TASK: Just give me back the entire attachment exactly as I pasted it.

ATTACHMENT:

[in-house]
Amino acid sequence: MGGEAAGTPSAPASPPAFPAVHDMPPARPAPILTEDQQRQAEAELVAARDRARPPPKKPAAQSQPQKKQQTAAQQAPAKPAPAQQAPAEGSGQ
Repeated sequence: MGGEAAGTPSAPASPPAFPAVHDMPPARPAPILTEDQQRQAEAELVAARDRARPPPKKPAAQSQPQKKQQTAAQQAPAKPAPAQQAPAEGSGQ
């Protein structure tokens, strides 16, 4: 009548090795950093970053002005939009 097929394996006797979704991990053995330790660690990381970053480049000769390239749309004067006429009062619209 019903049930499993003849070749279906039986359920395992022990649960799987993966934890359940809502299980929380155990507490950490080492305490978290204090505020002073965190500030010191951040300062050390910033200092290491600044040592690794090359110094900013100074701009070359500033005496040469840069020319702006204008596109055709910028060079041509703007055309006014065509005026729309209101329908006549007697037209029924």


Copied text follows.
[in-house]
Amino acid sequence: MGGEAAGTPSAPASPPAFPAVHDMPPARPAPILTEDQQRQAEAELVAARDRARPPPKKPAAQSQPQKKQQTAAQQAPAKPAPAQQAPAEGSGQ
Repeated sequence: MGGEAAGTPSAPASPPAFPAVHDMPPARPAPILTEDQQRQAEAELVAARDRARPPPKKPAAQSQPQKKQQTAAQQAPAKPAPAQQAPAEGSGQ
């Protein structure tokens, strides 16, 4: 009548090795950093970053002005939009 097929394996006797979704991990053995330790660690990381970053480049000769390239749309004067006429009062619209 019903049930499993003849070749279906039986359920395992022990649960799987993966934890359940809502299980929380155990507490950490080492305490978290204090505020002073965190500030010191951040300062050390910033200092290491600044040592690794090359110094900013100074701009070359500033005496040469840069020319702006204008596109055709910028060079041509703007055309006014065509005026729309209101329908006549007697037209029924």